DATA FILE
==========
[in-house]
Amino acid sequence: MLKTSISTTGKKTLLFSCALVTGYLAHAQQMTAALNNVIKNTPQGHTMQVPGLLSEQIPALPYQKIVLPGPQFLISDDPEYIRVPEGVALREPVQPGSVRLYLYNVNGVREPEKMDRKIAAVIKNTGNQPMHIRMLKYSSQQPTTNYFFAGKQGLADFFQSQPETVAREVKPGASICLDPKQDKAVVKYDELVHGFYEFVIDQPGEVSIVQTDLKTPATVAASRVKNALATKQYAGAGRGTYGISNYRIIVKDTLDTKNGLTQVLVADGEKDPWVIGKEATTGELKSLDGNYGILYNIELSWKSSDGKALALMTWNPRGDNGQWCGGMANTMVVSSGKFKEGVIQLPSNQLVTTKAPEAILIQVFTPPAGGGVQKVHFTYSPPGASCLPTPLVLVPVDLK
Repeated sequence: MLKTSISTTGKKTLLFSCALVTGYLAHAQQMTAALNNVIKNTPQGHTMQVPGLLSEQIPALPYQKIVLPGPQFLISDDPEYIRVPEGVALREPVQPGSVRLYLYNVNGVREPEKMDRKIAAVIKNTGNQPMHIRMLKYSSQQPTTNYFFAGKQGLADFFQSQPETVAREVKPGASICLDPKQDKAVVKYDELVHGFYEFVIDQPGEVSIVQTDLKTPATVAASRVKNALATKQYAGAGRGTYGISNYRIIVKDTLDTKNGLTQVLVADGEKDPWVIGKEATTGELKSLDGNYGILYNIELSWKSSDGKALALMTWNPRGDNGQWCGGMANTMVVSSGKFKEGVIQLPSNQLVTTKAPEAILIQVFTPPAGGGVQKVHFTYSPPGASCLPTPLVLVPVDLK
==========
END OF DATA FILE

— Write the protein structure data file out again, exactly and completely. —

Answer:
[in-house]
Amino acid sequence: MLKTSISTTGKKTLLFSCALVTGYLAHAQQMTAALNNVIKNTPQGHTMQVPGLLSEQIPALPYQKIVLPGPQFLISDDPEYIRVPEGVALREPVQPGSVRLYLYNVNGVREPEKMDRKIAAVIKNTGNQPMHIRMLKYSSQQPTTNYFFAGKQGLADFFQSQPETVAREVKPGASICLDPKQDKAVVKYDELVHGFYEFVIDQPGEVSIVQTDLKTPATVAASRVKNALATKQYAGAGRGTYGISNYRIIVKDTLDTKNGLTQVLVADGEKDPWVIGKEATTGELKSLDGNYGILYNIELSWKSSDGKALALMTWNPRGDNGQWCGGMANTMVVSSGKFKEGVIQLPSNQLVTTKAPEAILIQVFTPPAGGGVQKVHFTYSPPGASCLPTPLVLVPVDLK
Repeated sequence: MLKTSISTTGKKTLLFSCALVTGYLAHAQQMTAALNNVIKNTPQGHTMQVPGLLSEQIPALPYQKIVLPGPQFLISDDPEYIRVPEGVALREPVQPGSVRLYLYNVNGVREPEKMDRKIAAVIKNTGNQPMHIRMLKYSSQQPTTNYFFAGKQGLADFFQSQPETVAREVKPGASICLDPKQDKAVVKYDELVHGFYEFVIDQPGEVSIVQTDLKTPATVAASRVKNALATKQYAGAGRGTYGISNYRIIVKDTLDTKNGLTQVLVADGEKDPWVIGKEATTGELKSLDGNYGILYNIELSWKSSDGKALALMTWNPRGDNGQWCGGMANTMVVSSGKFKEGVIQLPSNQLVTTKAPEAILIQVFTPPAGGGVQKVHFTYSPPGASCLPTPLVLVPVDLK